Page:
UC Berkeley Web Feature
Letter from Robert M. Berdahl to the San Francisco Chronicle
January 24, 2006
To the editor:
Since the Chronicle has chosen to highlight features of my recent leave, perhaps some facts deserve to be considered:
- A year's leave for a university president or chancellor after seven years of service (some institutions, after five) is common practice among major universities throughout the United States. The University of California is not exceptional in doing so. This could have been easily ascertained by reporters interested in telling a complete story.
- Such leaves are commonly compensated, like those of faculty, at the rate at which they were earned. This, too, could have been reported.
- My leave was scheduled to commence on July 1, 2004; I intended to return to teaching at the beginning of the Fall Semester 2005. Because the new chancellor had not yet been appointed on July 1, to assist the University by providing continuity, I agreed to remain in office until the new chancellor could replace me. Chancellor Birgeneau did not arrive until well after the Fall Semester 2004 began, which meant my year's leave would end in the middle of a semester, not an appropriate time to begin teaching. These facts were known to The Chronicle, but significantly omitted.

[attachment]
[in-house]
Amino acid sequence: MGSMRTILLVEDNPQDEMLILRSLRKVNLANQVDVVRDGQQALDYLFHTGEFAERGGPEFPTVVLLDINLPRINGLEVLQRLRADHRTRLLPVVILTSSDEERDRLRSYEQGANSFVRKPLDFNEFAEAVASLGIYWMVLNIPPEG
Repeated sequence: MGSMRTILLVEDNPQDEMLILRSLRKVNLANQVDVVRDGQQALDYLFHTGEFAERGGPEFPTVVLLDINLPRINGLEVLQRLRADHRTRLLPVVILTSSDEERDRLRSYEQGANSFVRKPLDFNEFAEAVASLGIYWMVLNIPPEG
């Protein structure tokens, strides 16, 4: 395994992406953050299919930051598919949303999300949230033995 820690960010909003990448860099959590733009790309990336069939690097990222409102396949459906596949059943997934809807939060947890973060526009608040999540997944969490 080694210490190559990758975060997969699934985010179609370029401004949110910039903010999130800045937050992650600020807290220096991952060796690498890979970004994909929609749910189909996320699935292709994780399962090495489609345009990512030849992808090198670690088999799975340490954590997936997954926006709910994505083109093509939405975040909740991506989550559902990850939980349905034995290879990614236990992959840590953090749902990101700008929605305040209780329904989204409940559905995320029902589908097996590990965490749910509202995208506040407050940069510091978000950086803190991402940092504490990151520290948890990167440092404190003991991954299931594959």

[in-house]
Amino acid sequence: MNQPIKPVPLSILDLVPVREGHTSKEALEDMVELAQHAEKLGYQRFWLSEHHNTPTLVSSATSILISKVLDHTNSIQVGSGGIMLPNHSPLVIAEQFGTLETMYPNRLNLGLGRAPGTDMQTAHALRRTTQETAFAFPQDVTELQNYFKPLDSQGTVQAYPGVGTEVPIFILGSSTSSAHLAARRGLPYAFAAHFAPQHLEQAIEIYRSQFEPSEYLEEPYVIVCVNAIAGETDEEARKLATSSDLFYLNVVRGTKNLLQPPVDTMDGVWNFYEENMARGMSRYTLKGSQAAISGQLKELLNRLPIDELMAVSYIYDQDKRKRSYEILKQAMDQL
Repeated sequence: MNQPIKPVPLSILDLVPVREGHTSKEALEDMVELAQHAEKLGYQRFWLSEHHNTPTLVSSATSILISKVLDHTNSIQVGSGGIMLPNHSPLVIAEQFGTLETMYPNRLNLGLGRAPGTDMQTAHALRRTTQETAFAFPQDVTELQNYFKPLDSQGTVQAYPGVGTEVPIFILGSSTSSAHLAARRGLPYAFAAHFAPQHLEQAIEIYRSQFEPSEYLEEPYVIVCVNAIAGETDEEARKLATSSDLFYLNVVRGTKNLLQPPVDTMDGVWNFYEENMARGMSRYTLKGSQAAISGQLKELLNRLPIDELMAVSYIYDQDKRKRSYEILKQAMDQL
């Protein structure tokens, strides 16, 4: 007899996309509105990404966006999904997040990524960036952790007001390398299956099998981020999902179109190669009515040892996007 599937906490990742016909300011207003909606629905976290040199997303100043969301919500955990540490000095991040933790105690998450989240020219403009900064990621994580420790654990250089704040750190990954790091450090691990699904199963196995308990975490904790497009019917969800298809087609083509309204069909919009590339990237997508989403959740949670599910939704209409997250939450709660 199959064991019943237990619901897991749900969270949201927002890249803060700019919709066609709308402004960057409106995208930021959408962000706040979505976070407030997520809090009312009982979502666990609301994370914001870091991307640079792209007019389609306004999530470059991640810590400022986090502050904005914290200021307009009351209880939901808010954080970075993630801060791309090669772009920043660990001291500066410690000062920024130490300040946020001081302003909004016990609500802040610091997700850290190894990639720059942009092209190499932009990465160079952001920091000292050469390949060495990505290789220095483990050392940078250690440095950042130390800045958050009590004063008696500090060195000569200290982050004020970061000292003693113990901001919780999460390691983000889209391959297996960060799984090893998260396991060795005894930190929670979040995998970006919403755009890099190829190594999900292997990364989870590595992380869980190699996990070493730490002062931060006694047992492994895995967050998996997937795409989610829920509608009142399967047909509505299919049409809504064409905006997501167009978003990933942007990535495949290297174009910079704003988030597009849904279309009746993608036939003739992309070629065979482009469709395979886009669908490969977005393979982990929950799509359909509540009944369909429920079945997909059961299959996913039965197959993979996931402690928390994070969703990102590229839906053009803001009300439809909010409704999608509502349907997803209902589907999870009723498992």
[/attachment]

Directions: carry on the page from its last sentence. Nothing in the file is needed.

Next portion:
- Had I been able to begin my leave as scheduled, I would have returned last fall and have completed my obligation to the University at the end of this Spring Semester.
- To bridge much of the gap between my departure and my return, 15 months later, I used accumulated vacation time, at the rate it was earned, as is the right of every University employee.
- While on sabbatical, my first since 1977, I spent my time, as expected, preparing to return to full-time teaching. To describe this as "pocketing cash" is outrageous.
Robert M. Berdahl